I profiled two beaten down picks in the steel sector Tuesday that are good speculative plays on the improving Chinese economy and higher iron prices that are being driven by increased demand from that region. Since that column ran, several positive catalysts in the news have confirmed that growth and demand from China is indeed on the mend. Chinese exports surged in December in the mid-double digits and imports rose 6%. Also, Morgan Stanley joined Goldman Sachs on Wednesday and recommended buying the Chinese market on the improved growth outlook. Finally, Alcoa (AA) reported better-than-expected revenue to kick off earnings season, and it had positive comments on Chinese demand.
A stock that should do well on the back of increased demand from China is one of the largest mining-equipment companies in the world, Joy Global (JOY). It manufactures mining equipment for the extraction of coal, copper, iron ore, oil sands and other minerals.
Five reasons JOY has offers upside from just under $68 a share:
- Anyone watching CNBC this week has seen more and more analysts getting on the "buy cyclicals now" train. JOY is driven on the margin by Chinese coal demand, which should pick up with its improving economic growth.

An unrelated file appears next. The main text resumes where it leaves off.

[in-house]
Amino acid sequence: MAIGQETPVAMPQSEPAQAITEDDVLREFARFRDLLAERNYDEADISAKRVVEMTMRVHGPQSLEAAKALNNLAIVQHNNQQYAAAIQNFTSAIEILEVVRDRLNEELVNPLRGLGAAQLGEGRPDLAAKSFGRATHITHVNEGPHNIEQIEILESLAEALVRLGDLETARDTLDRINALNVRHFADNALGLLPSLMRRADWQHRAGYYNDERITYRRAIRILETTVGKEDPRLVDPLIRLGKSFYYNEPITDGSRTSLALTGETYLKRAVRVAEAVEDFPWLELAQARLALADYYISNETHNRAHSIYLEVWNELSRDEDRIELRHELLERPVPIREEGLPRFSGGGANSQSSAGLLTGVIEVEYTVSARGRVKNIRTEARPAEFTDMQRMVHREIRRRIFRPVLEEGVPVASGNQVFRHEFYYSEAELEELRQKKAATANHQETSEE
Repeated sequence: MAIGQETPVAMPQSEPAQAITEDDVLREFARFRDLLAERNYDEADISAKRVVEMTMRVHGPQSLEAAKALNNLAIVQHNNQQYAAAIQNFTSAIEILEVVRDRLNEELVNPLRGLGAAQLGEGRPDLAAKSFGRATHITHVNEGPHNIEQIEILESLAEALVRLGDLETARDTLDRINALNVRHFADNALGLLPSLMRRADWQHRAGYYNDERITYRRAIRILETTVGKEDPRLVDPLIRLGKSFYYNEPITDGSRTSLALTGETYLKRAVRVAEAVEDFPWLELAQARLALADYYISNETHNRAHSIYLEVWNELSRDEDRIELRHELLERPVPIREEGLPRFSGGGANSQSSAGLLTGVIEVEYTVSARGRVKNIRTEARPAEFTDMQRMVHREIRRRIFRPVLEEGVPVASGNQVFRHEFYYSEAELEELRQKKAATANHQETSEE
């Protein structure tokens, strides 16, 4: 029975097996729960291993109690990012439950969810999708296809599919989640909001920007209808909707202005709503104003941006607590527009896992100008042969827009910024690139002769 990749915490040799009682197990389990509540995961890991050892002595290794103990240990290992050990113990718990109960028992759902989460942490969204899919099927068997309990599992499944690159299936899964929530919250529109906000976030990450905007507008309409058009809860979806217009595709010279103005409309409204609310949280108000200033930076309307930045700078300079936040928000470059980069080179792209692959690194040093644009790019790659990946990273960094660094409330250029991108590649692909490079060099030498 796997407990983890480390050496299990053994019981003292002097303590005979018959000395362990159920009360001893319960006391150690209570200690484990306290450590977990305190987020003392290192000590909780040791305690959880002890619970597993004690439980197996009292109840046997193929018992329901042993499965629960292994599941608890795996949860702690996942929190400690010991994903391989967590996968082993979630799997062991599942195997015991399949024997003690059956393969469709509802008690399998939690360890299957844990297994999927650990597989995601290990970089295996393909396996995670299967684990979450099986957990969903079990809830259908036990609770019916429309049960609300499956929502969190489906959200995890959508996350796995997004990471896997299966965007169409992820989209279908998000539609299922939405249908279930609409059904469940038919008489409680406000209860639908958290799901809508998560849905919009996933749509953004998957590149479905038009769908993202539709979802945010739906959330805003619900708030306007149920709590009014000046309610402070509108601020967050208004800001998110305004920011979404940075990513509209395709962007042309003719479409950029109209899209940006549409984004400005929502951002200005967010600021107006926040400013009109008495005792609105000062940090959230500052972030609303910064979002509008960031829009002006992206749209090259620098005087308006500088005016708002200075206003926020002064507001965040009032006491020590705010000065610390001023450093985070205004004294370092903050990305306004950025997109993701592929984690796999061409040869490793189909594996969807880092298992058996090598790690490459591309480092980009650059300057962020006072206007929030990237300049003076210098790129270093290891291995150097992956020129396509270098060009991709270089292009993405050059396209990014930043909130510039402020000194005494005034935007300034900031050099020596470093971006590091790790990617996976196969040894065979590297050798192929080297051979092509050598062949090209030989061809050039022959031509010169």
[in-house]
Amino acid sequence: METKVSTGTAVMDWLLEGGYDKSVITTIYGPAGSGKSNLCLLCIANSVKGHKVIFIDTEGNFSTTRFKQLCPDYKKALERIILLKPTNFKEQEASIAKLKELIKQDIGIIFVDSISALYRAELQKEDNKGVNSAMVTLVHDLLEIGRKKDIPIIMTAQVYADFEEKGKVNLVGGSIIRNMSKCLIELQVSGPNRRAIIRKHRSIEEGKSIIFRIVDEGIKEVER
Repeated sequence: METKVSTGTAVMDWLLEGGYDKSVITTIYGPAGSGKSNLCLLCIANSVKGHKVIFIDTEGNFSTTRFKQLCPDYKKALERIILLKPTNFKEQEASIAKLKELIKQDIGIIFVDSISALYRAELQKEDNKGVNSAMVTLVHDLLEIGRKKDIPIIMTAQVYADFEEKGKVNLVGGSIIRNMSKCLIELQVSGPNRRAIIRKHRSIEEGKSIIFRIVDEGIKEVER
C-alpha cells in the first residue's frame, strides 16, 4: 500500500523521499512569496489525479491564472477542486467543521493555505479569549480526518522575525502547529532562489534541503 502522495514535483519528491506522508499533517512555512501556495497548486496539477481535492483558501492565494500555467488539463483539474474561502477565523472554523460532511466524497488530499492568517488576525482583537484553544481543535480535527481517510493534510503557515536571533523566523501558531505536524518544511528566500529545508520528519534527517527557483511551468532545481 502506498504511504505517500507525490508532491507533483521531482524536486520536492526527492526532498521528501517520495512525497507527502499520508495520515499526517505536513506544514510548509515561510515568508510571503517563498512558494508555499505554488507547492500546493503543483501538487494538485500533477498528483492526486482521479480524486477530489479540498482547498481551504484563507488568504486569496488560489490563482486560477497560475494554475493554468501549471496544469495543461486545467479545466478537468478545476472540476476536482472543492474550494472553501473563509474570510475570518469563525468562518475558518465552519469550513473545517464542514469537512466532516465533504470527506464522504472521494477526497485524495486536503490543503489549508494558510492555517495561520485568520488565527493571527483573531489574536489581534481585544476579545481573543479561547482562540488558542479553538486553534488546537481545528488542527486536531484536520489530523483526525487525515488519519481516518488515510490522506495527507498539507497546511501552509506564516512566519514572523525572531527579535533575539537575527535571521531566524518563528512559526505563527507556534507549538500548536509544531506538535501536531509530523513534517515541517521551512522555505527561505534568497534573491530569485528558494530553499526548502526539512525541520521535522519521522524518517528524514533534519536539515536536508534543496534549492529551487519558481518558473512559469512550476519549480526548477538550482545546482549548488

- This change of sentiment should translate to upgrades for the shares in the coming months. Piper Jaffray just upgraded the shares this week to Outperform and TheStreet just reiterated its Buy rating as well. I would look for other analysts to follow suit, providing a tailwind to the shares. The stock traded north of $95 earlier in 2012, and I believe the shares can approach that level again, provided the positive trajectory of the Chinese economy continues.
- The stock is selling at just over 10x forward earnings, a discount to its five-year average (13.2).
- JOY is priced near the bottom of its five-year valuation range based on price/earnings, price/cash flow and price/book ratios.
- After bottoming in the middle of the summer, the stock's technical picture has brightened. It has spent most of the past six months making higher lows and higher highs. It also just crossed its 200-day moving average (see chart).
Wildcard: I put a low percentage on this possibility, but it does need to be factored into my investment decision. General Electric (GE) has been aggressive about reducing its exposure to its financing arm while increasing exposure to industrial business such as oil & gas services and mining. It has tripled its revenue from energy services to $15 billion since 2005. Its mining equipment revenues are much smaller at around $2 billion annually. Given GE's desire to grow its industrial businesses, however, JOY could be a logical acquisition candidate. It has less than a $10 billion market capitalization, large exposure to emerging markets such as China, and would integrate well with GE's manufacturing expertise.